In short, there is much to love about this country.
On the other hand… I always feel a deep sense of conflict whenever I see the church wrap itself in the flag or get caught up in a wave of patriotic fervor. The marriage of Christianity and patriotism seems to me anything but a match made in heaven. Whether it’s the televised church service with a massive stars-and-stripes backdrop or the “American Christian” t-shirt I saw in Denver last year, with a cross superimposed onto a flag—I’m not sure that our modern notion of patriotism is compatible with the scriptures.
It’s tempting to think the founding fathers were Bible-believing Christians. It is true that many of them invoked the name of God repeatedly as they made their case for revolution. It’s also true that quite a lot of people in history have used God’s name to sanctify their chosen course of action—sometimes for good and noble purposes, and often for not-so-good-and-noble purposes.
But if we are supposed to be a “Christian nation,” then shouldn’t the Bible be the standard by which we judge our history, including our revolution? If it is, we may find ourselves with something of a dilemma on our hands.
Peter once wrote the following words to persecuted Christians living under the thumb of Nero (or perhaps Domitian), a ruler far more tyrannical than any king of England:
Live such good lives among the pagans that, though they accuse you of doing wrong, they may see your good deeds and glorify God on the day he visits us.
Submit yourselves for the Lord’s sake to every human authority: whether to the emperor, as the supreme authority, or to governors, who are sent by him to punish those who do wrong and to commend those who do right. For it is God’s will that by doing good you should silence the ignorant talk of foolish people. Live as free people, but do not use your freedom as a cover-up for evil; live as God’s slaves. Show proper respect to everyone, love the family of believers, fear God, honor the emperor.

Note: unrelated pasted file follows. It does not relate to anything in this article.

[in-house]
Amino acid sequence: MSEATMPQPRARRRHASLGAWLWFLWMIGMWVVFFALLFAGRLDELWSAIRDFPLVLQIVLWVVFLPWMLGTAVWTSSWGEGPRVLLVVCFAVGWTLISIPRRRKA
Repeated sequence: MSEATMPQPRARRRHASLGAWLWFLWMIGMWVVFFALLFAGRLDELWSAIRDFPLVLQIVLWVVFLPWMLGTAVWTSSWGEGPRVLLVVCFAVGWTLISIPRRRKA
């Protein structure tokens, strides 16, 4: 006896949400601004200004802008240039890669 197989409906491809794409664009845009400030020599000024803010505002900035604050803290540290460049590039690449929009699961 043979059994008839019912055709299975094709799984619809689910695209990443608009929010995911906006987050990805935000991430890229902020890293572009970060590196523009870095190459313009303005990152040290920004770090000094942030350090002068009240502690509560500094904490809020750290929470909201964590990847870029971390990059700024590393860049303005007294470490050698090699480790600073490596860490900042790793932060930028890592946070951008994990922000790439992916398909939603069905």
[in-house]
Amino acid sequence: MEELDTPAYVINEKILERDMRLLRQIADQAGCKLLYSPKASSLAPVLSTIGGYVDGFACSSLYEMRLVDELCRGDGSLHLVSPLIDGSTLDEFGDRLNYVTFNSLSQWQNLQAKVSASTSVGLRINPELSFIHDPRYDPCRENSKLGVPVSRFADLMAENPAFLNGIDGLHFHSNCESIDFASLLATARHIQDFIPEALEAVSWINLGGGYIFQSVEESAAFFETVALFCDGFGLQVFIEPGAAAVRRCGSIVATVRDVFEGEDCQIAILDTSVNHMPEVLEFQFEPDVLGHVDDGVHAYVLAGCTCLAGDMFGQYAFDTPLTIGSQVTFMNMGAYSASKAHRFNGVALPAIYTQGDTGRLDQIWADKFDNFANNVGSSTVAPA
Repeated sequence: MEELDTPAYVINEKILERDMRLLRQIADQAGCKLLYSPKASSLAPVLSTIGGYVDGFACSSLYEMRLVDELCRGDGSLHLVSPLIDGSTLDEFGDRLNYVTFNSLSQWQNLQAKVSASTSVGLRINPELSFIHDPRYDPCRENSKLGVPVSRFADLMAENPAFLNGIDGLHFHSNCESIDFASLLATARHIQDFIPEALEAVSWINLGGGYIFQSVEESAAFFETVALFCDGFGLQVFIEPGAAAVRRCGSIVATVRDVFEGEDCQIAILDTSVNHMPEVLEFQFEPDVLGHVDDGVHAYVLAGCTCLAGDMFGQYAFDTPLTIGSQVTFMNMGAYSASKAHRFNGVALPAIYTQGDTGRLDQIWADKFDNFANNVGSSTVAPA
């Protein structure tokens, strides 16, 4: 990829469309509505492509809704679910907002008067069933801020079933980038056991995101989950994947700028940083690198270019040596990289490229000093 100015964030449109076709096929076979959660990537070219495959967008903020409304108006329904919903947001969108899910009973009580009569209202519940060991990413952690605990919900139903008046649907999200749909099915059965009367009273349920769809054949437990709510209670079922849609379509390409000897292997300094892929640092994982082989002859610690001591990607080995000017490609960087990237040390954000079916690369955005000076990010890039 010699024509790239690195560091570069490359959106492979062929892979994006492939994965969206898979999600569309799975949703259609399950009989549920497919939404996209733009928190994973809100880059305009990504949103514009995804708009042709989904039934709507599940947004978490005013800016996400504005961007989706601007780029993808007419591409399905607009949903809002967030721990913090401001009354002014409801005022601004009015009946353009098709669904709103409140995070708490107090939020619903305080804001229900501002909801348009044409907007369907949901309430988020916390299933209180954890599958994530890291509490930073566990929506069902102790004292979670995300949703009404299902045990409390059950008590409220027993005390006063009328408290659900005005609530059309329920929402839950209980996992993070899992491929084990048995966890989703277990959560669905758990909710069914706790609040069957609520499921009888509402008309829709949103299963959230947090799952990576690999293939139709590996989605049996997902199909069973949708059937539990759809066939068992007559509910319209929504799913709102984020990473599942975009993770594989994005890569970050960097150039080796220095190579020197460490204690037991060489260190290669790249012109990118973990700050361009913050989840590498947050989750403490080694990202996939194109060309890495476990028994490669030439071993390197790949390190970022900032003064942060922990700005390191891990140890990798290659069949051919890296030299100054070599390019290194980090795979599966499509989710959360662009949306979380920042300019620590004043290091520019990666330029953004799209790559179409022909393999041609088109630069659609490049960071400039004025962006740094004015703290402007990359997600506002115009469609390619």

—1 Peter 2:12-17 (NIV)
Jesus, much like the founding fathers, grew up in a land that was ruled by a distant monarch. At home in Galilee, the messiah was surrounded by revolutionary zeal. He spent most of his adult life a few miles from the birthplace of the Jewish Zealot movement—a movement whose tactics were comparable to those of the “Swamp Fox” of American revolutionary lore and even the insurgents who have wreaked so much havoc in Iraq today.
But Jesus categorically, unequivocally resisted and rejected Zealot ideology. In what may have been his most politically charged sermon, Jesus articulated an alternative to the way of the Zealot:
But I tell you, do not resist an evil person. If anyone slaps you on the right cheek, turn to them the other cheek also. And if anyone wants to sue you and take your shirt, hand over your coat as well. If anyone forces you to go one mile, go with them two miles.
— Matthew 5:39-41 (NIV)
For himself and for his followers, Jesus took an uncompromising stand against military resistance—even if it’s against the cruelest of tyrants.
What’s more, Jesus practiced what he preached—even (and especially) when it counted most. When Jesus was arrested outside Jerusalem, Peter reacted like a true Zealot: he began swinging his sword. Perhaps he thought this was the moment they’d been waiting for—the moment the revolution would finally begin. (After all, it’s no secret that the disciples consistently failed to grasp the nonviolent nature of Jesus’ movement.) But instead of rallying the disciples to himself, Jesus stunned Peter with this rebuke: